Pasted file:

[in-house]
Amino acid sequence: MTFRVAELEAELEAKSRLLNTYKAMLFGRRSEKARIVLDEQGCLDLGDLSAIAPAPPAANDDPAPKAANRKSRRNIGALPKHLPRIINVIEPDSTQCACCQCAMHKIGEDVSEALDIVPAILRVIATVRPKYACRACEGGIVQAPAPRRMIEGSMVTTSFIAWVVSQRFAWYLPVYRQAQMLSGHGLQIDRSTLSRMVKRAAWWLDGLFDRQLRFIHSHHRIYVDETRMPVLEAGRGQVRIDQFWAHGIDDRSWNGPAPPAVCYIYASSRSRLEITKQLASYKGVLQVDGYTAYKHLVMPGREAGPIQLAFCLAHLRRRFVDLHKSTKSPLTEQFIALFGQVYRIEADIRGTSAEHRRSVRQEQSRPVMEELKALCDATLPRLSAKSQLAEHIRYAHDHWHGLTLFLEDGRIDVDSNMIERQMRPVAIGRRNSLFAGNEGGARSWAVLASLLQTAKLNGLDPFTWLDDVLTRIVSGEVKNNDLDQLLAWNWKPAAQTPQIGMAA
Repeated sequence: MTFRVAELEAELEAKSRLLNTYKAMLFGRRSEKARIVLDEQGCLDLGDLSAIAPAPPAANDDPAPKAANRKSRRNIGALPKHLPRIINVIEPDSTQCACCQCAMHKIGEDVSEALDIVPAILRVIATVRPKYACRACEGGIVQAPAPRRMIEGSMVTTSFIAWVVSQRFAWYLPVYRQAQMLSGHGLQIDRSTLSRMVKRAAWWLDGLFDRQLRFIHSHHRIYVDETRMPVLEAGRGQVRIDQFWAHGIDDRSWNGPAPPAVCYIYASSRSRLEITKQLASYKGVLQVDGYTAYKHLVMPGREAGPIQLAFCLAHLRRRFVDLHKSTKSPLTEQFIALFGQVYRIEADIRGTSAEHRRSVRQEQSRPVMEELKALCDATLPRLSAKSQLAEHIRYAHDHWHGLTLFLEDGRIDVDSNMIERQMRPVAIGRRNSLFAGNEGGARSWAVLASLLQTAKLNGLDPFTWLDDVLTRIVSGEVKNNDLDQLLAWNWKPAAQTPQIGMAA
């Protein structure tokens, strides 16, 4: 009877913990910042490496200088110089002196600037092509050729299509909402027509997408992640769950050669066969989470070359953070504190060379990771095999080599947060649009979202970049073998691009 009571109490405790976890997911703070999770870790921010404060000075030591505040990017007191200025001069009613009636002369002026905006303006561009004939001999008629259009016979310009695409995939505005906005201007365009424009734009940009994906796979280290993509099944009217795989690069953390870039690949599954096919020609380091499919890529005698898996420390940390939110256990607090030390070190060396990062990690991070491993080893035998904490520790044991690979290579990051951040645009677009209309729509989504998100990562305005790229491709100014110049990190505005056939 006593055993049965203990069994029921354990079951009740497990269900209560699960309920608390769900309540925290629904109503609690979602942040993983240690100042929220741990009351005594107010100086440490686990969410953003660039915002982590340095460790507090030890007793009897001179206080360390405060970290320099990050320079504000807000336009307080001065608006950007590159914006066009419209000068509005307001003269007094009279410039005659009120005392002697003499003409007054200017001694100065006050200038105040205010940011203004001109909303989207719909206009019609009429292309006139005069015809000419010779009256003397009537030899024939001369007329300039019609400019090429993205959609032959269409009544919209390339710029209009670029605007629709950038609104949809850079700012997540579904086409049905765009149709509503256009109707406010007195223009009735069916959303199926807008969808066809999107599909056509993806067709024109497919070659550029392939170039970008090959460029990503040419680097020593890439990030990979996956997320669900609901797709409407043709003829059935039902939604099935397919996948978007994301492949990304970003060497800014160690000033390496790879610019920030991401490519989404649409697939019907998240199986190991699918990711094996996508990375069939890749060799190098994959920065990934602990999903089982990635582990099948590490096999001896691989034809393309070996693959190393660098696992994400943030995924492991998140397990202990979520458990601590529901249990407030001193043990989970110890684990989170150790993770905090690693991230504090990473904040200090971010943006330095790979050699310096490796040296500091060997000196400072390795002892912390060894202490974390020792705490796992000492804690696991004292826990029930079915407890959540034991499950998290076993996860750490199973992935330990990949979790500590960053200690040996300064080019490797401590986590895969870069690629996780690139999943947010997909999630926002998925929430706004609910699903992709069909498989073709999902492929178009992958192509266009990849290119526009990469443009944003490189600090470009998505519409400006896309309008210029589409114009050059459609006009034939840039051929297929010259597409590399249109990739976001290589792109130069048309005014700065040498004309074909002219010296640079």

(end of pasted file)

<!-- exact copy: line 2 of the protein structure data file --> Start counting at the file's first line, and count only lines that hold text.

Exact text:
Amino acid sequence: MTFRVAELEAELEAKSRLLNTYKAMLFGRRSEKARIVLDEQGCLDLGDLSAIAPAPPAANDDPAPKAANRKSRRNIGALPKHLPRIINVIEPDSTQCACCQCAMHKIGEDVSEALDIVPAILRVIATVRPKYACRACEGGIVQAPAPRRMIEGSMVTTSFIAWVVSQRFAWYLPVYRQAQMLSGHGLQIDRSTLSRMVKRAAWWLDGLFDRQLRFIHSHHRIYVDETRMPVLEAGRGQVRIDQFWAHGIDDRSWNGPAPPAVCYIYASSRSRLEITKQLASYKGVLQVDGYTAYKHLVMPGREAGPIQLAFCLAHLRRRFVDLHKSTKSPLTEQFIALFGQVYRIEADIRGTSAEHRRSVRQEQSRPVMEELKALCDATLPRLSAKSQLAEHIRYAHDHWHGLTLFLEDGRIDVDSNMIERQMRPVAIGRRNSLFAGNEGGARSWAVLASLLQTAKLNGLDPFTWLDDVLTRIVSGEVKNNDLDQLLAWNWKPAAQTPQIGMAA